6..INOCULATE: Add the yogurt-milk slurry slowly to the 50 C scalded and cooled milk with stirring. (No hotter--you will kill the bacteria in the starter.) Stir very well to thoroughly distribute the yogurt starter. Once thoroughly mixed, distribute the inoculated milk to the sterilized jars, filling to the neck. Cover immediately with sterile tops. Tighten well.
7.INCUBATE:Warm a gallon of fresh clean water to 55 C, pour into a clean cooler. Place in a warm location. I use my oven, turned off or in the summer, my Arizona front porch is perfect. Sad isn't it? At any rate, carefully set the jars of inoculated milk in the water so the bottom of the lids are above the water.
let sit undisturbed for three hours. If the starter was active and the temperature correct, the yogurt will have gelled. I let mine sit for about 8 hours and it is perfect. Either for a nice delicate snack or to take at this point and make into yogurt cheese. See: how to make labneh for more detailed instruction.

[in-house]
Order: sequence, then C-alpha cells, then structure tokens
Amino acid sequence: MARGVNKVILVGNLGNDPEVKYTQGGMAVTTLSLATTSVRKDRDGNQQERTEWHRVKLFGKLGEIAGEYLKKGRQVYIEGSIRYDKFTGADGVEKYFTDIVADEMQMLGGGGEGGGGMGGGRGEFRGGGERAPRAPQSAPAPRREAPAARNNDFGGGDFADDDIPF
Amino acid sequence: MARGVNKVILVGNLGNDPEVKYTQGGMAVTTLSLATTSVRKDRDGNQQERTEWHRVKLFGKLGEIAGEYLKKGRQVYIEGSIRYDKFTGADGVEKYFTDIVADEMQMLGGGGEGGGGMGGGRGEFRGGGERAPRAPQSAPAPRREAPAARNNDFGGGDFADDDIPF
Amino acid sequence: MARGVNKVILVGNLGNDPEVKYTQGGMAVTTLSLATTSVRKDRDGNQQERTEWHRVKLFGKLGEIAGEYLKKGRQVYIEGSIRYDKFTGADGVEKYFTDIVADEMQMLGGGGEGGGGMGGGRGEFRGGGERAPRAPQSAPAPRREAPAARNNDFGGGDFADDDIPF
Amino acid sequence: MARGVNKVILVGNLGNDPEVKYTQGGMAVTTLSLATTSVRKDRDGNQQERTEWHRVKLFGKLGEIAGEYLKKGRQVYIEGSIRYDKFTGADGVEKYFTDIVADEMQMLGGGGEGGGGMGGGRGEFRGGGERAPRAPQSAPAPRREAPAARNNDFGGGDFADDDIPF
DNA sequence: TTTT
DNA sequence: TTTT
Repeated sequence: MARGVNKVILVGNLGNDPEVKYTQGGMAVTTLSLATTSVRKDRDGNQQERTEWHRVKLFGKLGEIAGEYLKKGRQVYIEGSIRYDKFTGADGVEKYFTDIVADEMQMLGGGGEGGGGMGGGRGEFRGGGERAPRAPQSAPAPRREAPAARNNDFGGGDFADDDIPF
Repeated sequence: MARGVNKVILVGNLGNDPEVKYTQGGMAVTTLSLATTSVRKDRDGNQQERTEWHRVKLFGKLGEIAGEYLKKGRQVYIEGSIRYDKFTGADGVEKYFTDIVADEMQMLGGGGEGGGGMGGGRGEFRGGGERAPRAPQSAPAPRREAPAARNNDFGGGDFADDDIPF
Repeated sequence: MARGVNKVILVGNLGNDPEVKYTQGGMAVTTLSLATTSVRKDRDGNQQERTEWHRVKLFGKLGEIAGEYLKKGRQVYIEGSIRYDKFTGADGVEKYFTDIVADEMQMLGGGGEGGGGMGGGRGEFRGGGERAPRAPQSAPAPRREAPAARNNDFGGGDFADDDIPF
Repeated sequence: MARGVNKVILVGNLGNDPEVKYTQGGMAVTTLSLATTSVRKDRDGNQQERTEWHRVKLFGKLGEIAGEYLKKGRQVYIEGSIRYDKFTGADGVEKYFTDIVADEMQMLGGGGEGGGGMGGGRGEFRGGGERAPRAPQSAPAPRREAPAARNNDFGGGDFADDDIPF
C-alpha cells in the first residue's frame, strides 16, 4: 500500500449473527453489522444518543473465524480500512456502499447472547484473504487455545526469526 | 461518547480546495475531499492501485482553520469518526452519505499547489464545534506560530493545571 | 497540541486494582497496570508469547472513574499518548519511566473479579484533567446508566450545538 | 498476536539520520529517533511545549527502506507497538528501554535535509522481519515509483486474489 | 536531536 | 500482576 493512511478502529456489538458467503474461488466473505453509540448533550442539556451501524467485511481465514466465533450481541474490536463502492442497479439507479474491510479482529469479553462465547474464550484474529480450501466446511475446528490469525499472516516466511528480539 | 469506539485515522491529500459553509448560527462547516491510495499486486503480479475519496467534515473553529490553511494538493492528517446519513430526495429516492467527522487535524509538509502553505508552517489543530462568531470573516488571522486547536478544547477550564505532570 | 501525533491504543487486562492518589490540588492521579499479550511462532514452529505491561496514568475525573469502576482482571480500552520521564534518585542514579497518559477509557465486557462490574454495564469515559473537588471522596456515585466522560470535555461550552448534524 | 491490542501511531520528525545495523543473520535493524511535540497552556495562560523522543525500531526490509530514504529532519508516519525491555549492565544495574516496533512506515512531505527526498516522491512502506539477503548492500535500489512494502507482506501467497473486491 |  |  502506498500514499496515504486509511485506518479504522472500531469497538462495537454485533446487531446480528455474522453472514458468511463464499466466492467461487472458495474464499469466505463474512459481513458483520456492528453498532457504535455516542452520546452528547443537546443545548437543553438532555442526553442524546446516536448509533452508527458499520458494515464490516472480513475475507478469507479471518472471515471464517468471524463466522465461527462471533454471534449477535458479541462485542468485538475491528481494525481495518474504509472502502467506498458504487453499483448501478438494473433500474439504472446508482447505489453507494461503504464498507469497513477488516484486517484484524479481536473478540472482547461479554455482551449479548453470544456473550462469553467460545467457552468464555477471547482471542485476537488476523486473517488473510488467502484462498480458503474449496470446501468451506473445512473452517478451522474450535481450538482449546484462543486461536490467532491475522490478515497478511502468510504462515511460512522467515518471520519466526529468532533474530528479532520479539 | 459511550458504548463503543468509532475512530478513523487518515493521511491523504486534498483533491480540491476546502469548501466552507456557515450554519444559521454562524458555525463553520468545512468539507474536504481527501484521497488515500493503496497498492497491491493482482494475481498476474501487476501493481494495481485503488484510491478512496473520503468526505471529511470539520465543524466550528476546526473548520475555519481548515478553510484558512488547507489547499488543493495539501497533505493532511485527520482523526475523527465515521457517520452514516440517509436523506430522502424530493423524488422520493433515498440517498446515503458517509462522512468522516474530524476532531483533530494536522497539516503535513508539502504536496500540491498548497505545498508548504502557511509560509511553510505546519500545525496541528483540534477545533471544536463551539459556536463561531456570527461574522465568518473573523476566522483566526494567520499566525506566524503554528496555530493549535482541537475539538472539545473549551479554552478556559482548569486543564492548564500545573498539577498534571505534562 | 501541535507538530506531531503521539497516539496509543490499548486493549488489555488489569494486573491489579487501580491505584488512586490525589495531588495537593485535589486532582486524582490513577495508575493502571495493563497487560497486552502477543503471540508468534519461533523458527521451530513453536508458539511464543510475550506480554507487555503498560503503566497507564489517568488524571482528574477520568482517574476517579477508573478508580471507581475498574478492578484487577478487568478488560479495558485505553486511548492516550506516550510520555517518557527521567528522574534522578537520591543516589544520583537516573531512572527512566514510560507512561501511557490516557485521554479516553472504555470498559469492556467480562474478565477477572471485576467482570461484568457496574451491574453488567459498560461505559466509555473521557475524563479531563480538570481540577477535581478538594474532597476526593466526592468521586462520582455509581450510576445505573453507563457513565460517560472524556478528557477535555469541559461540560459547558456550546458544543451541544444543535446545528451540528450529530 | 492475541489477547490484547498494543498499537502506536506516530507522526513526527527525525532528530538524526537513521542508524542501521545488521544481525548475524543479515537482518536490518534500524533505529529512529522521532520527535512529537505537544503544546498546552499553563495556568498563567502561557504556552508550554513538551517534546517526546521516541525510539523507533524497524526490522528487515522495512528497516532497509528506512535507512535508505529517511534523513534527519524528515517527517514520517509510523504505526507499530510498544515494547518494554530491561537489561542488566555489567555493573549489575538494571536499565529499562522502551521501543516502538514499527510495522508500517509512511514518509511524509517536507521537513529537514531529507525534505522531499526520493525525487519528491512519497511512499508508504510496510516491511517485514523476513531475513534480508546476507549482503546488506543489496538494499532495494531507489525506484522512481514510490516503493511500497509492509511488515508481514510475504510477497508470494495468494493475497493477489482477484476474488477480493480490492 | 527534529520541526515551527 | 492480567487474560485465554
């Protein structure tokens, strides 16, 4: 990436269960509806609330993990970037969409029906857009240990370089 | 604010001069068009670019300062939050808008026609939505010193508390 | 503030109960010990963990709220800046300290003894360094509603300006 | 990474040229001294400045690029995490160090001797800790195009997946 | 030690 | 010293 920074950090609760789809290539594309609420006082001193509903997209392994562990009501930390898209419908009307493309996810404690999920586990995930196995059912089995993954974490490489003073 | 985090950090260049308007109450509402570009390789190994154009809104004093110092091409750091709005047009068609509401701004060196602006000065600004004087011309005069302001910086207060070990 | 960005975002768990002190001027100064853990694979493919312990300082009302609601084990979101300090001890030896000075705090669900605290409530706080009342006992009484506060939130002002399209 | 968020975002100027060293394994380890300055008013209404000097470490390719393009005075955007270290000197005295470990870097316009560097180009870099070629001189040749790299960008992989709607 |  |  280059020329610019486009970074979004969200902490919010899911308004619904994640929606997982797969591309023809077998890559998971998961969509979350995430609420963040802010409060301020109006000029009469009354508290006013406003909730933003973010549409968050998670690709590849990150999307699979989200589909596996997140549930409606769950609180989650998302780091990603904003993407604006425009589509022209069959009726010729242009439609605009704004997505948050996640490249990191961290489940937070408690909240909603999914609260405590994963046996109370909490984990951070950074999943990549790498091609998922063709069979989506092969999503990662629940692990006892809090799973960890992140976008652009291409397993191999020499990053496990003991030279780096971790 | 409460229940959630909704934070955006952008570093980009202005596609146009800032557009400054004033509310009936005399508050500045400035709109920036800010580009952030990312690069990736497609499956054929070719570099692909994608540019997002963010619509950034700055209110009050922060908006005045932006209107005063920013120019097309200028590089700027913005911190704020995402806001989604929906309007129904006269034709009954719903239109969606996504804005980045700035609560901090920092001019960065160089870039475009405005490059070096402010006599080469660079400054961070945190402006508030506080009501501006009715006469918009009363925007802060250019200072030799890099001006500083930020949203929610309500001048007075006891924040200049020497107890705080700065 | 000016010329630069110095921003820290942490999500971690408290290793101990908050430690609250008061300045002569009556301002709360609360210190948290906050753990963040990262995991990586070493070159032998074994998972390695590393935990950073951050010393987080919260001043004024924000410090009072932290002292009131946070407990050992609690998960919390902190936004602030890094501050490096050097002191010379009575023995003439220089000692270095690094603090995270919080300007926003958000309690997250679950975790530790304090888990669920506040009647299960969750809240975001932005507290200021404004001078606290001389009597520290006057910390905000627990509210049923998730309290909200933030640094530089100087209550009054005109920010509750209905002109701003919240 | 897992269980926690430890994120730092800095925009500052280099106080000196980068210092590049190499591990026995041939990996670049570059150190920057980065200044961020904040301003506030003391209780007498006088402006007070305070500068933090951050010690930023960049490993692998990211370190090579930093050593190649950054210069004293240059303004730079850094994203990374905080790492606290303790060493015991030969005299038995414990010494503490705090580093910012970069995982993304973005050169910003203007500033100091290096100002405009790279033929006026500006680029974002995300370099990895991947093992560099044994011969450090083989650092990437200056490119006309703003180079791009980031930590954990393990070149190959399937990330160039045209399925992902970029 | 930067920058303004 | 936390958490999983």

Homemade Yogurt Cheese Tutorial 
Place salted yogurt in a sterile colander lined with a sterile handkerchief.
Bunch with a clip or tie. Suspend over the bowl. It usually takes about 24 hours.
This is what it looks like.
I mix it with herbs and garlic. 1 tsp Italian herbs and 1 tsp fresh pressed garlic to 1 cup of cheese. Look how awesome it is!
Sometimes I fold a little into cooked hot pasta and it makes a quick wonderful dinner. Fat free and so creamy!
By and far, my favorite use for it on Solar oven roasted potatoes with herbs and carrots. Swooning yet?
Now on to the Parfaits!

 Recently I've been addicted to these little love nugget-layer-delights. They are basically my  Homemade yogurt Home-Spun Breakfast Cereal or my favorite...

Homemade fruit and nut granola and of course, some of the evil-delight...

a fruit layer Using Freeze Dried Fruit for Freezer Jam.  
The thing I love most is that we don't use any added sugar in this "jam" these parfaits are relatively healthy.